Desert Darlings, Channel 4
Paul McCartney: Back in the World, BBC1
With his billowing shorts and heroically flat profile (his nose, like his sense of humour, got squashed in the Falklands), former SAS Major Ken Hames is part mercenary, part dromedary. Despite being employed by Channel 4 to ferry six bickering couples through the Namibian desert, Ken clearly sees himself as the hero in a pulpy action novels that are read by furtive men with ponytails who spend their spare time making strange clanking noises in their garden shed. A heavy binoculars user, Ken’s ability to "read" inhospitable environments is second only to his ability to patronise those who can’t. When he’s not being rude, Hames speaks in fantastically measured couplets, all of which are delivered in a melodramatic whisper.
"Nothing lasts," he whispered during the opening moments of Desert Darlings, cigarette smoke circling his pompous thighs like dry ice. "Nature will consume all." Later, perched atop a rocky outcrop, nostrils billowing in the hot desert wind, he told us what he felt was the most important quality his charges could demonstrate. "The spark of purpose. That is what’s required. This is how you sustain. This is how you survive." Was he reading from the autocue? Had Andy McNab been drafted in on a camel the night before for script consulting duties?
Whatever. For all his renegade ridiculousness, Ken is a Star. He’s brilliant. Frankly, if it wasn’t for his wildly pretentious musings, Desert Darlings would flop faster than an under-egged souffl. Extract the Major from the recipe and you’re left with a desperately over-familiar premise (that of the middle classes - the "Darlings" of the title -forced to adapt to alien environs) with nowhere to go but Predictability Heights.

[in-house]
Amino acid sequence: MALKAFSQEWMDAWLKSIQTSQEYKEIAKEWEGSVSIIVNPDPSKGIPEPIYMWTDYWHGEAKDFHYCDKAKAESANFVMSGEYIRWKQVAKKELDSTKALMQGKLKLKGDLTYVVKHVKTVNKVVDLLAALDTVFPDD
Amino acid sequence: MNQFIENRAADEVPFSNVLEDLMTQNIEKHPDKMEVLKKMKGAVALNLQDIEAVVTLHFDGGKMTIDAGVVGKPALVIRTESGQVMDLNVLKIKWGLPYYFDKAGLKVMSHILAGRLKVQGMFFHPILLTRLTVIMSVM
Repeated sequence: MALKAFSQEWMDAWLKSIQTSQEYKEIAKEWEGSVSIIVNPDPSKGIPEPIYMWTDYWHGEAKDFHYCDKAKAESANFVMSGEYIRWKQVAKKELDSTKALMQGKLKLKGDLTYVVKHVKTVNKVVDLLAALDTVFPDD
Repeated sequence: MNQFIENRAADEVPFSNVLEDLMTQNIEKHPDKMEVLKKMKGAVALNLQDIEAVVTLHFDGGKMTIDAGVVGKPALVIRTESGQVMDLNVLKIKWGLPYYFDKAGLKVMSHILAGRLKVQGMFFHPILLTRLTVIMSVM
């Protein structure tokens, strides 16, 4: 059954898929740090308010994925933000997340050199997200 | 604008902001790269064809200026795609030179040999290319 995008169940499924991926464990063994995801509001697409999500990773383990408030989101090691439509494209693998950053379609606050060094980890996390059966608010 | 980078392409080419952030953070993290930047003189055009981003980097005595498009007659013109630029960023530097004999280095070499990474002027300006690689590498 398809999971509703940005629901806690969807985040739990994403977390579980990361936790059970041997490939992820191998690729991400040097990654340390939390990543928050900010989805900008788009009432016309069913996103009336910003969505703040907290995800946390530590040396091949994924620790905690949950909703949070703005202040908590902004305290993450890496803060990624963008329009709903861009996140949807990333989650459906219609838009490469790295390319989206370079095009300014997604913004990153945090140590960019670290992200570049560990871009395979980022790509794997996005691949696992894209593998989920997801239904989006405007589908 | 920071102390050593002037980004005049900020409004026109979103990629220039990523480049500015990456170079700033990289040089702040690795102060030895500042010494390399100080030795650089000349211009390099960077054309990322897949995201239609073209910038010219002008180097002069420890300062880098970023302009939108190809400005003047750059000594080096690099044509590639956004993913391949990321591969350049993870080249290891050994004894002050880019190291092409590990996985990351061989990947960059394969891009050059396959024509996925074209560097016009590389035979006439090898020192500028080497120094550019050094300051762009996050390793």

Even more frustrating is the sense of thwarted potential. The sandy brain-baby of Paul The Family Watson, Desert Darlings finds the once groundbreaking auteur treading old water. No amount of half-baked socio-cultural analysis can disguise his latest venture’s yawning lack of inspiration ("the couples come from a fractured society - they are looking for self", indeed). And while Watson retains his ability to encourage extraordinary levels of intimacy from his subjects, the resulting revelations (Darrell does whatever nervy spouse Marie tells him to do, 37-year-old sound engineer Steve hadn’t had a girlfriend before he met wife Sarah and tie-dye fetishist Ania was possibly using boyfriend Lemmy as a substitute father) seemed trite, even irrelevant without the support of a progressive, or even interesting, context. As a result, all the desert stuff started to seem like little more than a distraction; sand in our sandwich.
We wanted Namibian nightmares and desert-bound breakdowns; what we got was a lot of trudging about, grumbling about heavy backpacks and a treatise on the futility of bringing Kendal’s Mint Cake to Namibia. Though it’s early days yet, Desert Darlings bears a stark resemblance to a donkey in search of a carrot.
Sent from Planet Dull as a sobering reminder of what can happen to pop stars when they swap the boots of inspiration for the flock-lined slippers of complacency, Sir Paul McCartney’s relevance has long since been eclipsed by his preternatural ability to irritate. Paul McCartney: Back In The World found the crinkle-cut Liverpudlian rocking the bath-chair of late middle-aged arena rock on the American leg of his current world tour.
Accompanied by a band comprised largely of heavy-set young men with tattoos, we watched him blunder and gurn his way through the better solo stuff (Let Me Roll It, Maybe I’m Amazed) and the overblown Beatles stuff (The Long And Winding Road), while trying not to choke on the ensuing fug of self-congratulation. Ah, where’s Ringo when you need him?